This species is found in the mountains of Mindanao and Dinagat Islands, in the Philippines, between 700–2,200 m asl. It is expected to occur more widely (A. Diesmos pers. comm. March 2018).
Habitat and Ecology
This species inhabits cool mountain streams and rivers in montane rainforest where it also breeds and the larvae develop. With its highly specific torrent-dwelling larval habitat requirements, it is limited to montane habitats (and lowlands near mountains) with high gradient stream flow (Sanguila et al. 2016). It is generally restricted to undisturbed or minimally disturbed habitats (Delima et al. 2006). Adults have generally been collected in splash zones near rapids or waterfalls, though they have also been found on the ground among leaf-litter away from water, especially after a period of rainfall (Sanguila et al. 2016).
It is fairly common where it occurs, but it has a patchy distribution throughout Mindanao (Inger 1954, 1992; Matsui et al. 2010). This distribution appears to be the result of its natural, larval habitat requirements (Sanguila et al. 2016). In suitable habitat this species was observed in large numbers and was often the most commonly observed amphibian in sampled areas in northeast Mindanao (Sanguila et al. 2016). In Mt. Kalatungan, it is observed to be very abundant (Warguez et al. 2013). Due to ongoing decline in the extent and quality of its habitat, the population is suspected to be decreasing.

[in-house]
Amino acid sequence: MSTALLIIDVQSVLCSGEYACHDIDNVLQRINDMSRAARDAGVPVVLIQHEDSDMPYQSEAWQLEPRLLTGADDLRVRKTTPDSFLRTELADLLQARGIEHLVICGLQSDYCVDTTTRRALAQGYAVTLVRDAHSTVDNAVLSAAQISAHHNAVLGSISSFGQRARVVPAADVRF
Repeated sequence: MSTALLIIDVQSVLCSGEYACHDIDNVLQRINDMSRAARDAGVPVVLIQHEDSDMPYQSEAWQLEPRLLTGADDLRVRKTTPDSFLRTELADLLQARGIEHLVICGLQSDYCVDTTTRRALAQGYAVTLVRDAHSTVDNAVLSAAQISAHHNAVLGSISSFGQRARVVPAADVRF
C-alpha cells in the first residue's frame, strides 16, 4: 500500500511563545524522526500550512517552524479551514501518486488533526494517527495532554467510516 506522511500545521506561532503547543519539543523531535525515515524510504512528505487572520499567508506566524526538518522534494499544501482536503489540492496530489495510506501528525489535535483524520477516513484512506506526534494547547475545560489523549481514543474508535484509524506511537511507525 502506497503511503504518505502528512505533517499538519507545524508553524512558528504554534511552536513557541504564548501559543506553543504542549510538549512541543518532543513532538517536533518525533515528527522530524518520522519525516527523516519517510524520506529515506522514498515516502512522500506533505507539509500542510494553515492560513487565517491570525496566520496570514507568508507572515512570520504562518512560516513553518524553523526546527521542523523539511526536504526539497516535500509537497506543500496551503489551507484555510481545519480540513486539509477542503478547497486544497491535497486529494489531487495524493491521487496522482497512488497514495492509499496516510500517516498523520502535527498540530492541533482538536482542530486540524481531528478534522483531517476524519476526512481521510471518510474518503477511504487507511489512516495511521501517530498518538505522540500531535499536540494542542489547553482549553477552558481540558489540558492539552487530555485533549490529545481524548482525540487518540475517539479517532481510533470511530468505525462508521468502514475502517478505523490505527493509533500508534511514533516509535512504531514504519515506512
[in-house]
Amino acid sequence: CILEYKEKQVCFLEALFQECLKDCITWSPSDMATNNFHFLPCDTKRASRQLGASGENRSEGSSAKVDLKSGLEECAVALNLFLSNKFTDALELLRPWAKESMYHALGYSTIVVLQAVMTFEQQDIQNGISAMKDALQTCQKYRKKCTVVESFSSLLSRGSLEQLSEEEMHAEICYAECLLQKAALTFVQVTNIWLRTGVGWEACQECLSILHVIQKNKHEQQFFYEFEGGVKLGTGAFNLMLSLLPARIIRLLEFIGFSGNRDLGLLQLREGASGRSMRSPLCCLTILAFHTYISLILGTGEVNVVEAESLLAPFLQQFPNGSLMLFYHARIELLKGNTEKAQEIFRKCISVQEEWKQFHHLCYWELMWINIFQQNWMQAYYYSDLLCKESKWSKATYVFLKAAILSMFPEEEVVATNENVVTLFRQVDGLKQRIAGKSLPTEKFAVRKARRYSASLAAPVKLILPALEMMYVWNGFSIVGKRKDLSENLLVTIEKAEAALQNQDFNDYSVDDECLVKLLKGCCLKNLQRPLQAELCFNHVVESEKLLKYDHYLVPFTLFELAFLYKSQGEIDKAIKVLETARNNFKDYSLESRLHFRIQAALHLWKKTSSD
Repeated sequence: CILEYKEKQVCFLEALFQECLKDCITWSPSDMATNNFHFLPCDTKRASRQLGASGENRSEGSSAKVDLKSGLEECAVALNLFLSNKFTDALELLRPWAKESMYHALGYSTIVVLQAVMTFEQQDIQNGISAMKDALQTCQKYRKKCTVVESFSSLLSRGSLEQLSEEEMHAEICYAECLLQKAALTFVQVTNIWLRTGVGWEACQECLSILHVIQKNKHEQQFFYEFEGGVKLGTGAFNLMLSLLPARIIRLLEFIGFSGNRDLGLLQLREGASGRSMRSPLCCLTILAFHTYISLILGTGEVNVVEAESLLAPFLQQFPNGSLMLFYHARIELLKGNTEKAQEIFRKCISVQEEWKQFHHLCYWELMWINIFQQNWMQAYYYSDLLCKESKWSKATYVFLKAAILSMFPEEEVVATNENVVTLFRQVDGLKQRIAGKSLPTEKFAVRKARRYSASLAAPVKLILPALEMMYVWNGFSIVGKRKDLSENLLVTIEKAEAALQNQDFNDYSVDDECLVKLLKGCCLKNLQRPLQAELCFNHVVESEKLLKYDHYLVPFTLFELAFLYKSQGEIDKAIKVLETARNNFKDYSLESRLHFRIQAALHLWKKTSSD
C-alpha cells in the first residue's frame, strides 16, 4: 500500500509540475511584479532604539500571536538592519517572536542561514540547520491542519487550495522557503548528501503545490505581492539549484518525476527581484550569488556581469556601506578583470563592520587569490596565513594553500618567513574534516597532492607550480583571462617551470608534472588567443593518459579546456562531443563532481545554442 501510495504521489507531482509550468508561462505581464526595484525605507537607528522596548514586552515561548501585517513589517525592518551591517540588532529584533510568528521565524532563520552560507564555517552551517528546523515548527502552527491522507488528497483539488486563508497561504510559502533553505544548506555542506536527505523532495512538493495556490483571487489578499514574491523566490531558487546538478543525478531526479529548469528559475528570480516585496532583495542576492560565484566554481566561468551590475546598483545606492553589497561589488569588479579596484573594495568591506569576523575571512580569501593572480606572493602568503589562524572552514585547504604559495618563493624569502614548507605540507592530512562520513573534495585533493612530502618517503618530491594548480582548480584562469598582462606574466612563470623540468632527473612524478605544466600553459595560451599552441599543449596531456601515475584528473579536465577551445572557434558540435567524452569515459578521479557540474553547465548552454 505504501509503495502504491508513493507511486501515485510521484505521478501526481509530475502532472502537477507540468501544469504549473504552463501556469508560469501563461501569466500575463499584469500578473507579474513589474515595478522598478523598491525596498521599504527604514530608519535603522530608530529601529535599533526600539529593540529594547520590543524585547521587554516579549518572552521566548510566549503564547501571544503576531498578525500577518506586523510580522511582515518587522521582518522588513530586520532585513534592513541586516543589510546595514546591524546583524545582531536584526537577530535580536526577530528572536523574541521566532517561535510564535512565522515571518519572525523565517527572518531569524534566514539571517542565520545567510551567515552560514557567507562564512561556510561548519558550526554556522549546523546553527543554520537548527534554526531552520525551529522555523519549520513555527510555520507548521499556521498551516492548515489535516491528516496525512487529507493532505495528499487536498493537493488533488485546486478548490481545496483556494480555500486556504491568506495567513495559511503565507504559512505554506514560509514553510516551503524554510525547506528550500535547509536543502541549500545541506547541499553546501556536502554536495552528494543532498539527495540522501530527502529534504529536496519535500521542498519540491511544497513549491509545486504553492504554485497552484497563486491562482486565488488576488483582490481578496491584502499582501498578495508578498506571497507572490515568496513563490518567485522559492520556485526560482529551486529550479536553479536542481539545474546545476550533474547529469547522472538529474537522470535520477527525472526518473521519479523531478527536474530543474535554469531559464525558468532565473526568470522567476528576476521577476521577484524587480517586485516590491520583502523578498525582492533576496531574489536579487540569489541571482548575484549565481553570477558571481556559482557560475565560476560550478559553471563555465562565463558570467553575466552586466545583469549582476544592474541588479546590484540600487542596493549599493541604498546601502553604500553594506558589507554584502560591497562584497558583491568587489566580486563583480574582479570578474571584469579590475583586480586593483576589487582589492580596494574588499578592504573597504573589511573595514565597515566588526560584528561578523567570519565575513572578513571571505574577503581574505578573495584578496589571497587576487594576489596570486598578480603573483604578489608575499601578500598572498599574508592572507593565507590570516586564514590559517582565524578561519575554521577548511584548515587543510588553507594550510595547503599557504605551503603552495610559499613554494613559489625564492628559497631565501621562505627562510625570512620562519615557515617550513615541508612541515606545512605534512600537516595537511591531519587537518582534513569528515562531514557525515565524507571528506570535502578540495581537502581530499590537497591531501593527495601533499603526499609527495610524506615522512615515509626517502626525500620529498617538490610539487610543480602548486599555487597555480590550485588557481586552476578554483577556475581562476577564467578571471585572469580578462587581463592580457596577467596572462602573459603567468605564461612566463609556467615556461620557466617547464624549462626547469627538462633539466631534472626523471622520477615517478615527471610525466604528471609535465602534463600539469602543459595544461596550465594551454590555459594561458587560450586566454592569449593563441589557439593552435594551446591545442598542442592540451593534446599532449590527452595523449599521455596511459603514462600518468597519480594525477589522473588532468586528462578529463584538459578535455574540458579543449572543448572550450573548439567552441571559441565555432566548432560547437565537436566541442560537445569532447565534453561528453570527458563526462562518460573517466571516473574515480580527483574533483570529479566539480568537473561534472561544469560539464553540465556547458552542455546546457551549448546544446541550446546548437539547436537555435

The major threat is the destruction and conversion of both lowland and montane rainforest habitat on Mindanao due to small-scale agricultural activities, large-scale oil palm plantations, wood collection for charcoal production, and expanding human settlements (Philippines Red List Assessment Workshop May 2017). In addition, the quality of its stream habitat is subject to pollution due to agricultural effluents, soil erosion, and mine-tailings (Philippines Red List Assessment Workshop May 2017).
This species is known from several protected areas, including Mount Malindang National Park.
Conservation measures must include the regulation and proper disposal of pesticides and herbicides, and the protection of the remaining rainforest, especially high-elevation riverine habitats and gallery forests, on Mindanao. To preserve genetic diversity, protection of habitat in all five areas of genetic endemism across the species' range will be required (Sanguila et al. 2011).
The taxonomic status of this species requires further study to determine if this is a complex of more than one species (Diesmos et al. 2014), which will allow species boundaries of this widespread species complex to be defined (Sanguila et al. 2011). More information is also needed on this species' distribution, population status and ecology.
Red List Status
Listed as Least Concern in view of its wide distribution and presumed large population.
A recent phylogeographic study identified five genetically divergent and geographically structured haplotype groups in central and eastern Mindanao. Sanguila et al. (2011) argued that, at a minimum, these lineages should be recognized as evolutionarily significant units (ESUs) for conservation purposes, and that they may represent distinct species.
IUCN SSC Amphibian Specialist Group 2018. Ansonia muelleri. The IUCN Red List of Threatened Species 2018: e.T54477A58477220. .Downloaded on 17 November 2018